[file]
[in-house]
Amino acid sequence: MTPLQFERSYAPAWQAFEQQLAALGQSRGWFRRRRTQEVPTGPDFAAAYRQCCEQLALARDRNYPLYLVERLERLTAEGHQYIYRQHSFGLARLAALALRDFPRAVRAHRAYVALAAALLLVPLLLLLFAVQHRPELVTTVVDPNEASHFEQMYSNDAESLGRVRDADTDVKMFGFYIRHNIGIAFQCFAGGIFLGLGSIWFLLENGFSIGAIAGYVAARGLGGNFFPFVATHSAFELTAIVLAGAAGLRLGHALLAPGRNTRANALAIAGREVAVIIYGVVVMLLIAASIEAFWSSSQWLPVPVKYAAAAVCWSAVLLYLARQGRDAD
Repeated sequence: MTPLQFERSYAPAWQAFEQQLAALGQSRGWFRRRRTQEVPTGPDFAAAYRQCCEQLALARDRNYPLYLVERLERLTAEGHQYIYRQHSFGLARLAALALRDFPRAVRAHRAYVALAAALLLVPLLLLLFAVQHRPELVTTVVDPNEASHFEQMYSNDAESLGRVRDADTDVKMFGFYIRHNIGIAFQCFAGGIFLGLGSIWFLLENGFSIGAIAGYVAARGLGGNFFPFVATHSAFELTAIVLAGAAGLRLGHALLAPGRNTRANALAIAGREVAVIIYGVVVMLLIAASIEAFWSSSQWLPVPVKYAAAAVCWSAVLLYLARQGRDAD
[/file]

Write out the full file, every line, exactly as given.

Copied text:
[in-house]
Amino acid sequence: MTPLQFERSYAPAWQAFEQQLAALGQSRGWFRRRRTQEVPTGPDFAAAYRQCCEQLALARDRNYPLYLVERLERLTAEGHQYIYRQHSFGLARLAALALRDFPRAVRAHRAYVALAAALLLVPLLLLLFAVQHRPELVTTVVDPNEASHFEQMYSNDAESLGRVRDADTDVKMFGFYIRHNIGIAFQCFAGGIFLGLGSIWFLLENGFSIGAIAGYVAARGLGGNFFPFVATHSAFELTAIVLAGAAGLRLGHALLAPGRNTRANALAIAGREVAVIIYGVVVMLLIAASIEAFWSSSQWLPVPVKYAAAAVCWSAVLLYLARQGRDAD
Repeated sequence: MTPLQFERSYAPAWQAFEQQLAALGQSRGWFRRRRTQEVPTGPDFAAAYRQCCEQLALARDRNYPLYLVERLERLTAEGHQYIYRQHSFGLARLAALALRDFPRAVRAHRAYVALAAALLLVPLLLLLFAVQHRPELVTTVVDPNEASHFEQMYSNDAESLGRVRDADTDVKMFGFYIRHNIGIAFQCFAGGIFLGLGSIWFLLENGFSIGAIAGYVAARGLGGNFFPFVATHSAFELTAIVLAGAAGLRLGHALLAPGRNTRANALAIAGREVAVIIYGVVVMLLIAASIEAFWSSSQWLPVPVKYAAAAVCWSAVLLYLARQGRDAD